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Koch-Gulotty v. R.L. Morgan Co.

United States District Court, E.D. Michigan, Northern Division

April 22, 2019

JUDY KOCH-GULOTTY, Plaintiff,
v.
R.L. MORGAN COMPANY, Defendant.

          ORDER GRANTING MOTION FOR SUMMARY JUDGMENT AND DISMISSING COMPLAINT

          HONORABLE THOMAS L. LUDINGTON JUDGE.

         On May 23, 2018, Plaintiff Judy Koch-Gulotty filed a complaint against Defendant R.L. Morgan Company, a hardware store. ECF No. 1. Plaintiff alleges that while on Defendant's premises she was “severely injured when she tripped and fell due to a lawn edger that was sticking out into an aisle in an extremely unsafe manner.” Id. at 2. On March 5, 2019, Defendant filed a motion for summary judgment. ECF No. 18. For the following reasons, Defendant's motion will be granted.

         I.

         According to Plaintiff, on or about July 4, 2017, Plaintiff entered Defendant's store. ECF No. 1 at 2. Defendant's employee, Adam Podboy, greeted Plaintiff and led her down the store's main aisle to help her locate an item. ECF No. 20 at 1. While walking down the main aisle, Mr. Podboy turned left down an aisle that intersected the main aisle perpendicularly. Id. Plaintiff followed Mr. Podboy and tripped on a lawn edger “that was sticking out into the aisle.” Id. at 2. Plaintiff claims that her encounter with the edger left her with a wounded ankle and a “meniscal tear resulting to [sic] a knee replacement and other complications.” ECF No. 1 at 2.

         On May 23, 2018, Plaintiff filed a complaint against Defendant, alleging that it was liable for premises liability and negligence. Id. at 2-6.

         II.

         Defendant has now filed a motion for summary judgment. ECF No. 18. A motion for summary judgment should be granted if the “movant shows that there is no genuine dispute as to any material fact and the movant is entitled to judgment as a matter of law.” Fed.R.Civ.P. 56(a). The moving party has the initial burden of identifying where to look in the record for evidence “which it believes demonstrate the absence of a genuine issue of material fact.” Celotex Corp. v. Catrett, 477 U.S. 317, 323 (1986). The burden then shifts to the opposing party who must set out specific facts showing “a genuine issue for trial.” Anderson v. Liberty Lobby, Inc., 477 U.S. 242, 250 (1986) (citation omitted). The Court must view the evidence and draw all reasonable inferences in favor of the non-movant and determine “whether the evidence presents a sufficient disagreement to require submission to a jury or whether it is so one-sided that one party must prevail as a matter of law.” Id. at 251-52.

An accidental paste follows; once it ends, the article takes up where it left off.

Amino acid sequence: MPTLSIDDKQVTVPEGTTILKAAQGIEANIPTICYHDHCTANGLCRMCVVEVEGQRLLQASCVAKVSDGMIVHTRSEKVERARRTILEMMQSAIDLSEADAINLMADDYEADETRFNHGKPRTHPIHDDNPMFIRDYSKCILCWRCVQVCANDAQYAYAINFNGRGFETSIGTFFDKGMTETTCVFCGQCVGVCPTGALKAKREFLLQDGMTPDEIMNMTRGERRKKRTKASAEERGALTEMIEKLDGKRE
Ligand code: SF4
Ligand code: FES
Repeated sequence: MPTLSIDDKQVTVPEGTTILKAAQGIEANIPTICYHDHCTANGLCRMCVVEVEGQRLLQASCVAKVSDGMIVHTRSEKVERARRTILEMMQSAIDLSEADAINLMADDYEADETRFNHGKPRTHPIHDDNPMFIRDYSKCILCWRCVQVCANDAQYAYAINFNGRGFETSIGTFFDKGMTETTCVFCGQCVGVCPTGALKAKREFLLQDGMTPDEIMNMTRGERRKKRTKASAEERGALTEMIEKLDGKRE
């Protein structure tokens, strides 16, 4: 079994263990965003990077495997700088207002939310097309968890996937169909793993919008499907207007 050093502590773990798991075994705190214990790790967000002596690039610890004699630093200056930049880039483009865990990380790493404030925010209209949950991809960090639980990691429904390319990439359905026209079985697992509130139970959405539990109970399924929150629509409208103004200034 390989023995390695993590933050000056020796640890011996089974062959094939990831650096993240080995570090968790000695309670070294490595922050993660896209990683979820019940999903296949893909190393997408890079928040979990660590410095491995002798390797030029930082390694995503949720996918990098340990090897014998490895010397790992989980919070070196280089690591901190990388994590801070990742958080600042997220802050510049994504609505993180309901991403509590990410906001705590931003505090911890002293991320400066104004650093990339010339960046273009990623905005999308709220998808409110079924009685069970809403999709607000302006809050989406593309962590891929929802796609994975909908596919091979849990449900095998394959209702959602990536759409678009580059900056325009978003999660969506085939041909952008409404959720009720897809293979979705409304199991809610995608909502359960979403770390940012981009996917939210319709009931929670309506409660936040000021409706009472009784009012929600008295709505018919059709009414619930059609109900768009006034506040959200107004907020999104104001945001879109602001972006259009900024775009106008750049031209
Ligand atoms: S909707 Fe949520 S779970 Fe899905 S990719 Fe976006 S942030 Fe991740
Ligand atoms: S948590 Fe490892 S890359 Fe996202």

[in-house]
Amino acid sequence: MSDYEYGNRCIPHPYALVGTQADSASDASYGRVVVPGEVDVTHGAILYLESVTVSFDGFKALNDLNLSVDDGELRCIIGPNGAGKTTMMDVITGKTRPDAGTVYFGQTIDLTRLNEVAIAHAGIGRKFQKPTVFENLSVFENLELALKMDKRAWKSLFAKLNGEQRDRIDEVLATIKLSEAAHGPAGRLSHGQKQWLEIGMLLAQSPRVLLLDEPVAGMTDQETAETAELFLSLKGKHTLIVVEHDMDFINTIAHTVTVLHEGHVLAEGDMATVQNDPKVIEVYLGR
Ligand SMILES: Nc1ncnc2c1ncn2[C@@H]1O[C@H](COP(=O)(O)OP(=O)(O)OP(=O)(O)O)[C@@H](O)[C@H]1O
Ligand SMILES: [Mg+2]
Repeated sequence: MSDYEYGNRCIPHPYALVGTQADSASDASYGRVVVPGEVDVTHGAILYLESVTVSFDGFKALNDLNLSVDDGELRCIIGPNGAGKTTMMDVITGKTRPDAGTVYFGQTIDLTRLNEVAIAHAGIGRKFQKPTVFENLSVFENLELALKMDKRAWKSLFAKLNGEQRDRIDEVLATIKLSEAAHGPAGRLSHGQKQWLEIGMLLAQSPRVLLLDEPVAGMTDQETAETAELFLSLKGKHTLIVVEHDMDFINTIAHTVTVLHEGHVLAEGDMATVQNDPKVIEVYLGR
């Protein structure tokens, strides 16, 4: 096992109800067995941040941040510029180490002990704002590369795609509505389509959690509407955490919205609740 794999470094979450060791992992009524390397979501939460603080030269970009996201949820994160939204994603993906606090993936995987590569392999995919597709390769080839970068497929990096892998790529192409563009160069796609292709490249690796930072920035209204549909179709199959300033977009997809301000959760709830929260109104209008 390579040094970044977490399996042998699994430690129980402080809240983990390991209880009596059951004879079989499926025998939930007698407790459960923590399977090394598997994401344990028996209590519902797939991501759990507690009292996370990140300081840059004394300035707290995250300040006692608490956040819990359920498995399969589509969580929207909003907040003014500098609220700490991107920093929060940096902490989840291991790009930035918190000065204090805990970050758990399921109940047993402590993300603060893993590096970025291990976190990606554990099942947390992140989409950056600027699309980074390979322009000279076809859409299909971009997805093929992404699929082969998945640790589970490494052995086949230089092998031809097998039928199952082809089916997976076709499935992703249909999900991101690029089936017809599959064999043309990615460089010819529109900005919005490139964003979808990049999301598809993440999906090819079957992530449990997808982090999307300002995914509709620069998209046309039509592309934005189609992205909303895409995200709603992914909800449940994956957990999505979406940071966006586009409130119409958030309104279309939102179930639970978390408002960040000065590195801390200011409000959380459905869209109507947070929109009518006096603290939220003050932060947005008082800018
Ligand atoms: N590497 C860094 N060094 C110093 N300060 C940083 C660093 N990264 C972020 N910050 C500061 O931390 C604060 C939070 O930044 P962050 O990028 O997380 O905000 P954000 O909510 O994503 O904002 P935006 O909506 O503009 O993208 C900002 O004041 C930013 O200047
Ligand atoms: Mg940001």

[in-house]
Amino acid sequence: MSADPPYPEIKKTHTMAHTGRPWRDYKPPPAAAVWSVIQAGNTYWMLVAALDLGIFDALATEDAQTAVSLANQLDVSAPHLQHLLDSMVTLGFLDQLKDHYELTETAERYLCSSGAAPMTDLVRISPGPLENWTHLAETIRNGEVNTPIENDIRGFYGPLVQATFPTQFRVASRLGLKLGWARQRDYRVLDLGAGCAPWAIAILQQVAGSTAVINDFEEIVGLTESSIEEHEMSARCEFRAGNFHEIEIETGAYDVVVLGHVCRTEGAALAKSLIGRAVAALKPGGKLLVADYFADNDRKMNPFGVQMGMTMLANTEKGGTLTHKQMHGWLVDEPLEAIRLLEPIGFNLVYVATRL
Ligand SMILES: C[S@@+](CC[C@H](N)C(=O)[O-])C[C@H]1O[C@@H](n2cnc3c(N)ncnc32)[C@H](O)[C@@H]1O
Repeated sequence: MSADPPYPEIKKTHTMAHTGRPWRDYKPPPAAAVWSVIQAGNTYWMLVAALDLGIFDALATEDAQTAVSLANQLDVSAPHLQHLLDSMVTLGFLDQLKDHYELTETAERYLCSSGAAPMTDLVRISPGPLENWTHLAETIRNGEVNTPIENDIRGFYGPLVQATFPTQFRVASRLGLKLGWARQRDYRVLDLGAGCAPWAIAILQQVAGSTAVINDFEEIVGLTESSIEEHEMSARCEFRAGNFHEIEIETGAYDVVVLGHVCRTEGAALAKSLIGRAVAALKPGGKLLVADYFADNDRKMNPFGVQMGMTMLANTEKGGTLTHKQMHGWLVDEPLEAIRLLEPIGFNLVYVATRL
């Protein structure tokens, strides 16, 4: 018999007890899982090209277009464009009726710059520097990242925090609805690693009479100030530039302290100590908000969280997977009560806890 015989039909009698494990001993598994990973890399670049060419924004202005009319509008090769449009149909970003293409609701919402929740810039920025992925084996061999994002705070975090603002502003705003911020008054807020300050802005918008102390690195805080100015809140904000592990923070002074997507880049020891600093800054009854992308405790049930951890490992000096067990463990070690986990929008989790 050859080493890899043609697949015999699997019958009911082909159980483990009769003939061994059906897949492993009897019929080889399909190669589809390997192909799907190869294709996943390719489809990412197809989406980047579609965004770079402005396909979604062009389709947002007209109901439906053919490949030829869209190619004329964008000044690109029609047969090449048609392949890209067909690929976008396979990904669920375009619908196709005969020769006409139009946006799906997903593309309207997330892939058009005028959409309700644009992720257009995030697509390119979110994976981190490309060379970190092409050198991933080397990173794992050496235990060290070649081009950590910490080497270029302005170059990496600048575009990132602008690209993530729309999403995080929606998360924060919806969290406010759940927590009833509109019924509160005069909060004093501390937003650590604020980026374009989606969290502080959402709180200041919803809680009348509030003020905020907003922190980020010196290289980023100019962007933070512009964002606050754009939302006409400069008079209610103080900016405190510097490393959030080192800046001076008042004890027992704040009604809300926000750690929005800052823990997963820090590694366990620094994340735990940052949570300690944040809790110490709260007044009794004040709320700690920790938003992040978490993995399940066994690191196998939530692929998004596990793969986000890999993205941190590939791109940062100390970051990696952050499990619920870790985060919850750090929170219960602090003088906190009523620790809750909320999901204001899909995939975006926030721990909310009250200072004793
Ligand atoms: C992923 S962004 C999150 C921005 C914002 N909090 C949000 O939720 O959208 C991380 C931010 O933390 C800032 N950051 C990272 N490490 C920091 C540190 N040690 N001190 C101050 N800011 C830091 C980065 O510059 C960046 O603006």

III.

         In diversity cases like this one, federal courts “must apply the substantive law of the state in which the court sits.” Mill's Pride, Inc. v. Cont'l Ins. Co., 300 F.3d 701, 704 (6th Cir. 2002). Thus, this Court will apply Michigan's substantive laws. Accordingly, the question is whether, viewing the evidence in a light most favorable to Plaintiff, there are genuine issues of material fact regarding his premises liability claim and negligence claim.

         Michigan law provides that, “[i]n a premises liability action, a plaintiff must prove (1) that the defendant owed a duty to the plaintiff, (2) that the defendant breached the duty, (3) that the defendant's breach of the duty caused the plaintiff's injuries, and (4) that the plaintiff suffered damages.” Kennedy v. Great Atl. & Pac. Tea Co., 274 Mich.App. 710, 712 (2007).

         “In general, a premises possessor owes a duty to an invitee to exercise reasonable care to protect the invitee from an unreasonable risk of harm caused by a dangerous condition on the land.” Lugo v. Ameritech Corp., 464 Mich. 512, 516 (2001). “However, where the dangers are known to the invitee or are so obvious that the invitee might reasonably be expected to discover them, an invitor owes no duty to protect or warn the invitee unless he should anticipate the harm despite knowledge of it on behalf of the invitee.” Riddle v. McLouth Steel Prod. Corp., 440 Mich. 85, 96 (1992). In other words, “[a] premises possessor is generally not required to protect an invitee from open and obvious dangers.” Kennedy, 274 Mich.App. at 713.

         Defendant contends that Plaintiff's complaint should be dismissed because the edger was open and obvious and there were no special aspects making the condition unreasonably dangerous or effectively unavoidable. See generally ECF No. 18. Each of these arguments will be addressed in turn.

         A.

         A premises possessor “‘owes no duty to protect or warn' of dangers that are open and obvious because such dangers, by their nature, apprise an invitee of the potential hazard, which the invitee may then take reasonable measures to avoid.” Hoffner v. Lanctoe, 821 N.W.2d 88, 94 (2012) (quoting Riddle v. McLouth Steel Prod. Corp., 440 Mich. 85 (1992)). It is an objective standard, determining “[w]hether it is reasonable to expect that an average person with ordinary intelligence would have discovered it upon casual inspection.” Id. at 94-95.

         Defendant quotes three separate depositions to supports its argument that the edger's placement was open and obvious. First, it quotes Mr. Podboy's deposition, which provides:

Q: Okay. As one is walking down Aisle 1 from the main entrance towards that end cap, ...

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